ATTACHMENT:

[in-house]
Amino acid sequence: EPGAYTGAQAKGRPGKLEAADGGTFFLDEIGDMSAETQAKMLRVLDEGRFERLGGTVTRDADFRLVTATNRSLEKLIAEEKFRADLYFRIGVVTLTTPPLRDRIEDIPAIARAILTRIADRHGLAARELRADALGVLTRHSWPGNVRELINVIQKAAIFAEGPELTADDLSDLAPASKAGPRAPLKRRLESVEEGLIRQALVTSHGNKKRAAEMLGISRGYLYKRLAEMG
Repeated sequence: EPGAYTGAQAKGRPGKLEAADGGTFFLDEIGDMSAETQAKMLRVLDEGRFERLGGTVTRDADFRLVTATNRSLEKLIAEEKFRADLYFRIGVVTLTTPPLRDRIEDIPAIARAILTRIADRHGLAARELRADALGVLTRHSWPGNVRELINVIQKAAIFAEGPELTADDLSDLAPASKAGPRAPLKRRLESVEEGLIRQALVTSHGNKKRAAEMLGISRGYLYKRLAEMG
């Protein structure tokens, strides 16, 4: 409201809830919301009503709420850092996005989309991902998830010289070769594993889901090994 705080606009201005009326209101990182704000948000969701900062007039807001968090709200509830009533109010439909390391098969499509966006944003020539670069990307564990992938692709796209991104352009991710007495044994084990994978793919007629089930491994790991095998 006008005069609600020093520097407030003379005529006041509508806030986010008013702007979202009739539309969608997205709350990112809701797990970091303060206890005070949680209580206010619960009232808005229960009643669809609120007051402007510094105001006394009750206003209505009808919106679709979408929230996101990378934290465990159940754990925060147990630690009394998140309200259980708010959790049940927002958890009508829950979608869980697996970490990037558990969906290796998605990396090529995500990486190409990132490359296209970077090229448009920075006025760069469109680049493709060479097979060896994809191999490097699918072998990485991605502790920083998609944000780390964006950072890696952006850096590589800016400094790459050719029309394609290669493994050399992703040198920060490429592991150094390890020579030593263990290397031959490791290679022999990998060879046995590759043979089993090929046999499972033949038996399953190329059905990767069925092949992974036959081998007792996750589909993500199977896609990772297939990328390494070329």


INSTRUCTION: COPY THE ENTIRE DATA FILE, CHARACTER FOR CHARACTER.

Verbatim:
[in-house]
Amino acid sequence: EPGAYTGAQAKGRPGKLEAADGGTFFLDEIGDMSAETQAKMLRVLDEGRFERLGGTVTRDADFRLVTATNRSLEKLIAEEKFRADLYFRIGVVTLTTPPLRDRIEDIPAIARAILTRIADRHGLAARELRADALGVLTRHSWPGNVRELINVIQKAAIFAEGPELTADDLSDLAPASKAGPRAPLKRRLESVEEGLIRQALVTSHGNKKRAAEMLGISRGYLYKRLAEMG
Repeated sequence: EPGAYTGAQAKGRPGKLEAADGGTFFLDEIGDMSAETQAKMLRVLDEGRFERLGGTVTRDADFRLVTATNRSLEKLIAEEKFRADLYFRIGVVTLTTPPLRDRIEDIPAIARAILTRIADRHGLAARELRADALGVLTRHSWPGNVRELINVIQKAAIFAEGPELTADDLSDLAPASKAGPRAPLKRRLESVEEGLIRQALVTSHGNKKRAAEMLGISRGYLYKRLAEMG
């Protein structure tokens, strides 16, 4: 409201809830919301009503709420850092996005989309991902998830010289070769594993889901090994 705080606009201005009326209101990182704000948000969701900062007039807001968090709200509830009533109010439909390391098969499509966006944003020539670069990307564990992938692709796209991104352009991710007495044994084990994978793919007629089930491994790991095998 006008005069609600020093520097407030003379005529006041509508806030986010008013702007979202009739539309969608997205709350990112809701797990970091303060206890005070949680209580206010619960009232808005229960009643669809609120007051402007510094105001006394009750206003209505009808919106679709979408929230996101990378934290465990159940754990925060147990630690009394998140309200259980708010959790049940927002958890009508829950979608869980697996970490990037558990969906290796998605990396090529995500990486190409990132490359296209970077090229448009920075006025760069469109680049493709060479097979060896994809191999490097699918072998990485991605502790920083998609944000780390964006950072890696952006850096590589800016400094790459050719029309394609290669493994050399992703040198920060490429592991150094390890020579030593263990290397031959490791290679022999990998060879046995590759043979089993090929046999499972033949038996399953190329059905990767069925092949992974036959081998007792996750589909993500199977896609990772297939990328390494070329």